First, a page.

Katherine Swynford Mistress of John of Gaunt

Katherine Swynford, the love of John of Gaunts life?

Katherine Swynford, another one of those intriguing medieval woman to explore, she was a daughter of  Payne Roët of Guienne in France, who was born about 1310. He was a knight and herald from Hainaut who fought in the 100 years war and when King Edward III of England married Philippa of Hainault, he became part of the court scene.  Little did he realize at this time that one of his daughters would become the mother of some of the most influential nobles in 14th century England and have a descendant an English king.

Katherine Swynford

Marble effigy of Queen Philippa of Hainault. Westminster.

Katherine and her sister Philippa, were placed in the court household of Queen Philippa. The Queen herself had thirteen children and Katherine and Philippa Roët would have been taken in as companions to the royal children. Such a placement in a royal household was generally a good thing, a way of ensuring advancement in young adulthood.

Katherine Swynford grew up around the royal princes, Prince Edward and Prince John

The court would have been a hothouse of debate and gossip. Both sisters therefore would have learned very early on how to behave in such society and the expectations placed upon them. The royal household made the young girls marriage arrangements. Katherine was married to Sir Hugh Swynford from Lincoln and Philippa was placed in an interesting marriage with the poet and writer Geoffrey Chaucer. Geoffrey Chaucer was born into a wealthy merchant family and mixed with nobles in London. He was the friend of John Gower, poet laureate to King Richard II and involved himself with politics of the day. Their marriage became a complicated affair.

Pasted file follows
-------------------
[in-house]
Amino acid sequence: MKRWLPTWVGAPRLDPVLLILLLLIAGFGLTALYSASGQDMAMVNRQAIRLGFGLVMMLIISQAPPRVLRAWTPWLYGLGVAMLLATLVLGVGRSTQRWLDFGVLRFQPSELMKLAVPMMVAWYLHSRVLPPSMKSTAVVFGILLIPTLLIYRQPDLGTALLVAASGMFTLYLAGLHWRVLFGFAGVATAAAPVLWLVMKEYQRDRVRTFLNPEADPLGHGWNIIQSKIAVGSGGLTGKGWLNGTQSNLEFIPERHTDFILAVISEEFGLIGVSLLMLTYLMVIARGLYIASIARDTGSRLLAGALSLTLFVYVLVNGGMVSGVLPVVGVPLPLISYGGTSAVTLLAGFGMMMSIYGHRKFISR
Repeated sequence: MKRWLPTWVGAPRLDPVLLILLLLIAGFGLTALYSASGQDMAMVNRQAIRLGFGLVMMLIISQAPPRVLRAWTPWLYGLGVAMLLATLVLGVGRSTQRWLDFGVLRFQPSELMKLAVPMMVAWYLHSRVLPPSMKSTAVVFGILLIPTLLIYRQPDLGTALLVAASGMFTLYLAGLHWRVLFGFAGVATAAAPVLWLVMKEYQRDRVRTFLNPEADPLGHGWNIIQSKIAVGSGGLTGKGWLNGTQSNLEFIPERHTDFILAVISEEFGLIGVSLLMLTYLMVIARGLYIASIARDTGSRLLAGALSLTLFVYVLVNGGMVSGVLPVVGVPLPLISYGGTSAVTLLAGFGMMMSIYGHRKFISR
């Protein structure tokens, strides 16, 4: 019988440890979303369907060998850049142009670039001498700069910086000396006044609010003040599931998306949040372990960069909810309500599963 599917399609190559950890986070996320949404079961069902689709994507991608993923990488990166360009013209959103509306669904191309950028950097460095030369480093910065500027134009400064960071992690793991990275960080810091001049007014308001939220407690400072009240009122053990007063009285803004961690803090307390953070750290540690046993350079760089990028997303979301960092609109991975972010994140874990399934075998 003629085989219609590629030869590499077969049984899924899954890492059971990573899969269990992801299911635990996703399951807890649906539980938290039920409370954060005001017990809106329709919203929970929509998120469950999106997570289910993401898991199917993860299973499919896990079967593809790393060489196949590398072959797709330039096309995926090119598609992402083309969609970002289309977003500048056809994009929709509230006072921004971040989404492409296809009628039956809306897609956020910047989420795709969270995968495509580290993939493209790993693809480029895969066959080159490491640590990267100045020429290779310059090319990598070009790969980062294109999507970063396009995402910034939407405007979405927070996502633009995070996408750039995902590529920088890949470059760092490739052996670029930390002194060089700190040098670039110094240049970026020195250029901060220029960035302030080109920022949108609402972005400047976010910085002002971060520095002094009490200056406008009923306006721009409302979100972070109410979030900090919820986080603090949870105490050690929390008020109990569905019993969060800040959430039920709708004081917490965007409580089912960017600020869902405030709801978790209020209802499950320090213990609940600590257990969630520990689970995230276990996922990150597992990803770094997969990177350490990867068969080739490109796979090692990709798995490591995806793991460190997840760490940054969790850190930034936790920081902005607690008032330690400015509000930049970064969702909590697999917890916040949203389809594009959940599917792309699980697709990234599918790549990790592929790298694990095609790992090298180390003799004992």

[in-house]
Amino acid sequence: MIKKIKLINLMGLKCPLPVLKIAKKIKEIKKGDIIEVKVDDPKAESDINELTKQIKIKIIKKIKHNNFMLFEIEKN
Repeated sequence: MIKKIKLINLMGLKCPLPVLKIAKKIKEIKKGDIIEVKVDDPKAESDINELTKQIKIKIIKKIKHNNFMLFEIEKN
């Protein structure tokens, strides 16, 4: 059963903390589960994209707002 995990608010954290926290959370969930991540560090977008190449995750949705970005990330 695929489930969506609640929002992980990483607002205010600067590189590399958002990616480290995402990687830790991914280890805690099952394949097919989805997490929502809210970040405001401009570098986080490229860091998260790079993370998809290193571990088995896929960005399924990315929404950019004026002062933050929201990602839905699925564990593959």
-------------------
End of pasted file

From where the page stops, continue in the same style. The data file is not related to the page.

There is nothing to suggest Katherine had anything but a happy marriage to Sir Swynford

The two were servants to the royal household, Sir Hugh serving the King at arms and Katherine went to serve in the household of Blanche of Lancaster, wife of Prince John, known as John of Gaunt. Blanche was a member of the Plantagenet Royal family. Her father was Henry of Lancaster, her mother Isabel Beaumont. They were married at Reading Abbey at a joyous occasion. She was reported to be extremely beautiful and the match between her and John deemed a strong and secure one. They had their family and Katherine Swynford acted as governess to their daughters.

Blanche and Katherine had grown up together and knew each other as contemporaries but still a massive gulf in status separated them. Theirs appeared to have been a happy household, the relationship between Katherine and Philippa was close and all three women would have enjoyed each others company.

The household of Katherine Swynford was about to change

The household suffered terribly when, in 1368, at the age of just twenty three years old, Blanche died, whether in child birth is not certain. She had had seven children and Prince John was devastated. Geoffrey Chaucer wrote his first poem, ‘The Book of the Duchess’  in honour of her.

I wonder greatly, by this day’s light, How I still live, for day and night, The sleep I gain is well nigh naught